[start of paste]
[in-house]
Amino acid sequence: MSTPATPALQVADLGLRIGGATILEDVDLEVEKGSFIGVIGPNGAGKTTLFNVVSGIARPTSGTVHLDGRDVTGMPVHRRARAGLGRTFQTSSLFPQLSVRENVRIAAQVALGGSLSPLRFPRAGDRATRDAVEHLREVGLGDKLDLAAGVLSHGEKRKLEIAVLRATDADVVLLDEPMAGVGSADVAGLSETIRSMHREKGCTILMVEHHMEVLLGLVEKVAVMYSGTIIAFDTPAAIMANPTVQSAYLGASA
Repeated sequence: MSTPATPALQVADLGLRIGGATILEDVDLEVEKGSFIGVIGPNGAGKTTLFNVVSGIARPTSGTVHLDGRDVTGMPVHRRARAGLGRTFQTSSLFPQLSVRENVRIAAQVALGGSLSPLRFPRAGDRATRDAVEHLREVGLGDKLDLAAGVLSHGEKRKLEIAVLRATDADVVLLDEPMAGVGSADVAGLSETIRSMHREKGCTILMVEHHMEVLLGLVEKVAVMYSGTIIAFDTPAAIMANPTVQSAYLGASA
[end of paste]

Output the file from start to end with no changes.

[in-house]
Amino acid sequence: MSTPATPALQVADLGLRIGGATILEDVDLEVEKGSFIGVIGPNGAGKTTLFNVVSGIARPTSGTVHLDGRDVTGMPVHRRARAGLGRTFQTSSLFPQLSVRENVRIAAQVALGGSLSPLRFPRAGDRATRDAVEHLREVGLGDKLDLAAGVLSHGEKRKLEIAVLRATDADVVLLDEPMAGVGSADVAGLSETIRSMHREKGCTILMVEHHMEVLLGLVEKVAVMYSGTIIAFDTPAAIMANPTVQSAYLGASA
Repeated sequence: MSTPATPALQVADLGLRIGGATILEDVDLEVEKGSFIGVIGPNGAGKTTLFNVVSGIARPTSGTVHLDGRDVTGMPVHRRARAGLGRTFQTSSLFPQLSVRENVRIAAQVALGGSLSPLRFPRAGDRATRDAVEHLREVGLGDKLDLAAGVLSHGEKRKLEIAVLRATDADVVLLDEPMAGVGSADVAGLSETIRSMHREKGCTILMVEHHMEVLLGLVEKVAVMYSGTIIAFDTPAAIMANPTVQSAYLGASA